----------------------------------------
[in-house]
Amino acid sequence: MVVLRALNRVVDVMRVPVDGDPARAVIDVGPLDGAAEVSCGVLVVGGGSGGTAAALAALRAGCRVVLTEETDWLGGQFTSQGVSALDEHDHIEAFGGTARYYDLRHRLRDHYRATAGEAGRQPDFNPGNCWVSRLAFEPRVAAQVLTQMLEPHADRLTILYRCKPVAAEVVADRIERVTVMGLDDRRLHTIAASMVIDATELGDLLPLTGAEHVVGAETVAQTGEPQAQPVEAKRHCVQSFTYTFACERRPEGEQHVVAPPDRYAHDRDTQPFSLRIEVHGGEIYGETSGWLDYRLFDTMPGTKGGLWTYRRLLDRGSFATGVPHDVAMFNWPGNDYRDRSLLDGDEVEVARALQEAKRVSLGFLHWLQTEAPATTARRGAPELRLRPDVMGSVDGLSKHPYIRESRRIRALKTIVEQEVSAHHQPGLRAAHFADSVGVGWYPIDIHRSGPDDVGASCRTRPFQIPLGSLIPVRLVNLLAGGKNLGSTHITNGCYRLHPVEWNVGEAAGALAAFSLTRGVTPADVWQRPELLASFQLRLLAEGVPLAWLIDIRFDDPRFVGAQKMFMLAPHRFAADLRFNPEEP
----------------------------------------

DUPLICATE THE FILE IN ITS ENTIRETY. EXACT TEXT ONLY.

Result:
[in-house]
Amino acid sequence: MVVLRALNRVVDVMRVPVDGDPARAVIDVGPLDGAAEVSCGVLVVGGGSGGTAAALAALRAGCRVVLTEETDWLGGQFTSQGVSALDEHDHIEAFGGTARYYDLRHRLRDHYRATAGEAGRQPDFNPGNCWVSRLAFEPRVAAQVLTQMLEPHADRLTILYRCKPVAAEVVADRIERVTVMGLDDRRLHTIAASMVIDATELGDLLPLTGAEHVVGAETVAQTGEPQAQPVEAKRHCVQSFTYTFACERRPEGEQHVVAPPDRYAHDRDTQPFSLRIEVHGGEIYGETSGWLDYRLFDTMPGTKGGLWTYRRLLDRGSFATGVPHDVAMFNWPGNDYRDRSLLDGDEVEVARALQEAKRVSLGFLHWLQTEAPATTARRGAPELRLRPDVMGSVDGLSKHPYIRESRRIRALKTIVEQEVSAHHQPGLRAAHFADSVGVGWYPIDIHRSGPDDVGASCRTRPFQIPLGSLIPVRLVNLLAGGKNLGSTHITNGCYRLHPVEWNVGEAAGALAAFSLTRGVTPADVWQRPELLASFQLRLLAEGVPLAWLIDIRFDDPRFVGAQKMFMLAPHRFAADLRFNPEEP